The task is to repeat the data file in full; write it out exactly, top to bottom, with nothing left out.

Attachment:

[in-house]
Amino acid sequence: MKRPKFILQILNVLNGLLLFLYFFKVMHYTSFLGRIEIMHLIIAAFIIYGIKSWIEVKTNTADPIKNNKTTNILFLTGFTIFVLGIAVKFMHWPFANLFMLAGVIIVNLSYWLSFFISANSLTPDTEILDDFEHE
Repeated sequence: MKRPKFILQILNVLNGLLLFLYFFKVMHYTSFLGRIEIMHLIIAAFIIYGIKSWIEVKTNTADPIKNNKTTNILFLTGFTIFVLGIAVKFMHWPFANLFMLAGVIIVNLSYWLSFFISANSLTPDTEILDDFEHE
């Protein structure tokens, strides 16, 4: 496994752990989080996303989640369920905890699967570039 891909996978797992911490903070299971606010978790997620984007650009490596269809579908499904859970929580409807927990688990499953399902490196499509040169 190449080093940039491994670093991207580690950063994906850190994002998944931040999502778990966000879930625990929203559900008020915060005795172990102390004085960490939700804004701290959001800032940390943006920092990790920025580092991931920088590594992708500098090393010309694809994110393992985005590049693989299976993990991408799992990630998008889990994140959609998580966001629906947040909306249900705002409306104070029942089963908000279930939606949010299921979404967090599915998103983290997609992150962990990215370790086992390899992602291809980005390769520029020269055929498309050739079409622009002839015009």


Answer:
[in-house]
Amino acid sequence: MKRPKFILQILNVLNGLLLFLYFFKVMHYTSFLGRIEIMHLIIAAFIIYGIKSWIEVKTNTADPIKNNKTTNILFLTGFTIFVLGIAVKFMHWPFANLFMLAGVIIVNLSYWLSFFISANSLTPDTEILDDFEHE
Repeated sequence: MKRPKFILQILNVLNGLLLFLYFFKVMHYTSFLGRIEIMHLIIAAFIIYGIKSWIEVKTNTADPIKNNKTTNILFLTGFTIFVLGIAVKFMHWPFANLFMLAGVIIVNLSYWLSFFISANSLTPDTEILDDFEHE
């Protein structure tokens, strides 16, 4: 496994752990989080996303989640369920905890699967570039 891909996978797992911490903070299971606010978790997620984007650009490596269809579908499904859970929580409807927990688990499953399902490196499509040169 190449080093940039491994670093991207580690950063994906850190994002998944931040999502778990966000879930625990929203559900008020915060005795172990102390004085960490939700804004701290959001800032940390943006920092990790920025580092991931920088590594992708500098090393010309694809994110393992985005590049693989299976993990991408799992990630998008889990994140959609998580966001629906947040909306249900705002409306104070029942089963908000279930939606949010299921979404967090599915998103983290997609992150962990990215370790086992390899992602291809980005390769520029020269055929498309050739079409622009002839015009």